Talanoa Treks goes tramping in NZ

“Last Christmas, I gave you my heart”…..Focus Marita, you’re supposed to be writing about our last Christmas trip tramping in NZ as a reflective lockdown activity.

People find it strange that we go hiking when we’re on holiday. ‘Isn’t that a lot like work?’

We set up a hiking company because we love hiking. On our trips to New Zealand, Patagonia, the US and the UK – all of which would involve hiking – we would return to Fiji and wonder why no one was making it easier to explore the fantastic trails in the interior here.

And so with the encouragement and guidance of village elders in the communities we partner with, Talanoa Treks was born. Six years on and we still love hiking in Fiji and on holiday. And conveniently, the off-season in Fiji coincides with the South Island in New Zealand’s main tramping season – the closest place we can escape to to get our fix of temperate, alpine treks and snow! No swimming in these waterfalls!

So when friends invited us to join them on their holiday to the Wanaka area we jumped at the chance to return to one of our favourite hiking destinations – and managed to persuade Gina to join us for a few days in the Matukituki Valley to see what all the fuss was about.

Early morning in the shade of the mountains
Early morning walking along the valley bottom

Mount Aspiring Hut would be our base for two nights giving us the option of walks along the valley floor or more challenging climbs into the hills, depending on what the weather was doing. Our luck was in and despite battling rain and headwinds on the hike to the hut, we woke the next day to bright blue skies – perfect conditions for something a bit more adventurous!

The first couple of hours along the valley bottom are straightforward as you edge closer to the towering mountain ranges above. We grabbed a quick snack and energy boost before the climb – which was just as well because there was no easing into it! The track made its intentions of putting our quads and glutes to the test pretty early on. We climbed steadily, thankful for all the tree roots to hang on to, a track reminiscent of the upper parts of our Mt Tomaniivi climb. As we reached the edge of the treeline, the track becomes more exposed and there is no escaping the spectacular views of just how far we’d climbed. Not one for those scared of heights! Going up required just leaning into the incline and pulling yourself up. Going down was going to be interesting!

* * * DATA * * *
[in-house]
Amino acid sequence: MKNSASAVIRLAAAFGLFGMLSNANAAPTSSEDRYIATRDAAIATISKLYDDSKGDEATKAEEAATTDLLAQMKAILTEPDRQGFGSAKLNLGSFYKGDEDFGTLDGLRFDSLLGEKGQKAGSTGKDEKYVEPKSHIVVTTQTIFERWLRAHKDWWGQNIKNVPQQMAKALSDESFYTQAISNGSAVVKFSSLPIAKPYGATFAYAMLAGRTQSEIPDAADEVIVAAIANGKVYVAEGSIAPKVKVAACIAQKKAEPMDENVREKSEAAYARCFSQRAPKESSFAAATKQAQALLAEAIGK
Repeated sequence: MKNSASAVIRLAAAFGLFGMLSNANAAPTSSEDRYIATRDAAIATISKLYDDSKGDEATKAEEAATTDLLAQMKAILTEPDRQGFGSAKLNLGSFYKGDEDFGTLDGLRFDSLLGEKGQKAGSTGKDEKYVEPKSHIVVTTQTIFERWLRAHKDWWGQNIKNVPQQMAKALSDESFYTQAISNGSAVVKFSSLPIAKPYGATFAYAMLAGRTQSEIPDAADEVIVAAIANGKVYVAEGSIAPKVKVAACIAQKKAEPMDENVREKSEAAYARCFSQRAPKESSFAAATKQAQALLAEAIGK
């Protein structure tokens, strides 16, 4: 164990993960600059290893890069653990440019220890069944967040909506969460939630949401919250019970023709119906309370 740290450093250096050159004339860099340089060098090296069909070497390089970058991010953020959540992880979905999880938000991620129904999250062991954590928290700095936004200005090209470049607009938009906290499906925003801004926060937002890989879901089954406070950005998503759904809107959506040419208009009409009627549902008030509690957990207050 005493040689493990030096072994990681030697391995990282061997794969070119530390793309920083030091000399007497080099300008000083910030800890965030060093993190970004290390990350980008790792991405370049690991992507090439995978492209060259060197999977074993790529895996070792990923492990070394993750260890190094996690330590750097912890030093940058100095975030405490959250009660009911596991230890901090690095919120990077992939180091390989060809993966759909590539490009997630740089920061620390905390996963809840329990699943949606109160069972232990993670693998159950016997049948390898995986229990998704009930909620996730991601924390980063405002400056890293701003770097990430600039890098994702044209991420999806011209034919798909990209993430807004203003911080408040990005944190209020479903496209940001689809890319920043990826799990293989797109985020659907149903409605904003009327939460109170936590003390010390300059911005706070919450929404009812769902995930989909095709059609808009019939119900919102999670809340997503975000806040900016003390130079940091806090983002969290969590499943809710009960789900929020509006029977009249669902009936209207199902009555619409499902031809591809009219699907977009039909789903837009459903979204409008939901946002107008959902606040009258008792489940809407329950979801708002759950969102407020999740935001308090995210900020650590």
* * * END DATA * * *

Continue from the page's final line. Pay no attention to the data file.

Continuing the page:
Steep climb up from the valley, reminiscent of the route up Mt Tomaniivi
Under the canopy the steep track is reminiscent of climbing Mt Tomaniivi

Liverpool Hut – our target for the day for a lunch stop – is aptly coloured Liverpool red for the football supporters among us – and is precariously positioned on a flattened spur surrounded by peaks and with a perfect view of Mount Aspiring herself. The longdrop was out on a ledge in a spot that would be a popular instagram shot in a more accessible location.

The sun was out, and the weather showed no sign of turning, so a leisurely lunch on the deck felt pretty incredible

Toilet with a view, Liverpool Hut, Mt Aspiring Park, NZ
The toilet at Liverpool Hut has a commanding view

The descent was indeed slightly hairier, though accepting early on that spending most of it on your bum was a good strategy, helped. Another similarity to Tomaniivi.

We were back at the Hut by 5pm, and after an early dinner, the main challenge was staying awake until a respectable hour. It got to 8pm which felt late enough to crawl into our sleeping bags, despite the fact that it was still bright daylight outside, to rest some weary legs. Definitely one of our more memorable days hiking in New Zealand!

And a good initiation for Gina, who got to experience the excitement of the stunning alpine scenery on a sunny day, with a dose of realism of the headwinds and rain that New Zealand can throw at you any day of the year.

Her verdict? She’d come again! Her tips for new trampers included getting her layers right – which included base layers, quick dry sports tops, sports tights, a beanie, a windproof and waterproof jacket. Things she’d do differently? Invest in proper hiking or trail shoes – and some waterproof socks for the river crossings.

And as New Zealand looks to be getting things under COVID-19 control we’re exploring the possibility of offering future Talanoa Treks trips to New Zealand from November 2020 onwards. Watch this space!